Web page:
Financial Advice for Everyone?
One short-term argument for a coming boom in advice is simply the state of the markets. Shell-shocked investors are largely still focused on cash and bonds. With the Fed holding rates close to zero, this approach may not even keep pace with inflation. Comparing the spread between 30-year T-Bills and inflation rates, one financial journalist pointedly asks, “are you willing to sell your clients an investment product that earns 1/8 of a percent a year for three decades?”
Our position has always been that managing inflation risk is just as important as any of the more dramatic downside risk in a portfolio. The only way to do that is through diversified asset allocation. And the only really prudent way to do that is through professional advice.
During the long boom all it took to get investors into equities was a website and a few commercials with a sardonic baby. During a painfully slow recovery it’s a tougher job, even if stocks happen to be massively underpriced. What will work is a more thoughtful methodology than the talking-baby model, delivered from a trusted source.
Looking at a much longer time scale, one observer believes that we’ve entered the “greatest bull market in the history of advice.” The driving force is a double dose of the Baby Boom effect. As we’re all aware, this well-known demographic is becoming more concerned about their finances, and more interested in advice, as they approach retirement. In addition, their “Echo Boom” children now are mostly in their 30’s. By the numbers they save more than their parents did at that age. And by temperament they’re not counting on Social Security or pensions for their retirement. They know they’ve got to do this on their own.
They may not be ready to sit down with a live financial advisor. Fortunately, they don’t have to. The convergence of a generation of consumers reaching financial maturity, a culture that embraces online delivery of almost anything, and a challenging investing environment may well mark the real beginning of the Great Advice Boom.
Short Attention Spans
Note the word “consumers,” however. Echo Boomers look to their employers primarily for employment, and hopefully medical coverage and a DC plan. For just about everything else they look to the market. To reach them where they’re comfortable, the retirement industry is venturing out of its comfort zone into the retail world.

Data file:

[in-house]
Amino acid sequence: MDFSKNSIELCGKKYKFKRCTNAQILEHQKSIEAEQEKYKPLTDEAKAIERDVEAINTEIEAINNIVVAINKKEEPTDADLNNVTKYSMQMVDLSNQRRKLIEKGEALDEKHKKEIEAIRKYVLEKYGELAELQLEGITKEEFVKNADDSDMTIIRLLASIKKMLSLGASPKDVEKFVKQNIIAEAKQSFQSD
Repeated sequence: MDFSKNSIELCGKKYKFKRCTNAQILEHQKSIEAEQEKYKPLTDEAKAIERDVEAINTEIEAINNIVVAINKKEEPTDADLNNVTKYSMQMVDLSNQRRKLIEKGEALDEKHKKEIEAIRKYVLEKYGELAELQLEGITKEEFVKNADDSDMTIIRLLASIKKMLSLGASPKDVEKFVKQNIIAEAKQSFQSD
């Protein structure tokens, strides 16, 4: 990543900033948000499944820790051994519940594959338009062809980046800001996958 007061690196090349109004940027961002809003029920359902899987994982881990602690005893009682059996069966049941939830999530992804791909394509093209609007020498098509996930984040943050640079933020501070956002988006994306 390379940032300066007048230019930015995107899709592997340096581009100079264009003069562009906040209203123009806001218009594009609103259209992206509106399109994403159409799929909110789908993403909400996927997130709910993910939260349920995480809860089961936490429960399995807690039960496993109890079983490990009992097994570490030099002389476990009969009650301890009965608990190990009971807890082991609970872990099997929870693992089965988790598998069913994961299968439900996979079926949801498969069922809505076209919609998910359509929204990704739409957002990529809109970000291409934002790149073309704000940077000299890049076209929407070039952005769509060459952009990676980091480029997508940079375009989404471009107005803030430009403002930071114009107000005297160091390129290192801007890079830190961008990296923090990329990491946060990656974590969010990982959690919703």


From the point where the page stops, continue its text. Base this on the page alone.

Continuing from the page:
To judge by the range of providers, an advice boom is very much underway. All kinds of new tools are available today, with more launching seemingly every day. They promise to do household budgeting, financial planning, retirement planning, investment guidance, retirement income, and more. But on closer inspection most of these options are rather limited in the scope of what they can do, and don’t play well with others. Nothing even comes close to managing all aspects of the retirement picture.
The reason is simple: it’s very difficult to put all the pieces together. This is hard, complicated stuff, particularly on the transactional side. To paraphrase an adage, you can have easy, effective, or free: pick any two.
But real people want all three – if not for free then at least very affordably. They’re saying “just make my finances work for me.” And they want it now: rightly or wrongly, the culture of there’s-an-app-for-everything and our own marketing have created some very high expectations. These will likely be followed by disappointment (remember “virtual reality?) and distraction by some other concern. As an industry, we need to get this right before we lose the opportunity.
Has the boom begun? As always, your comments are welcome.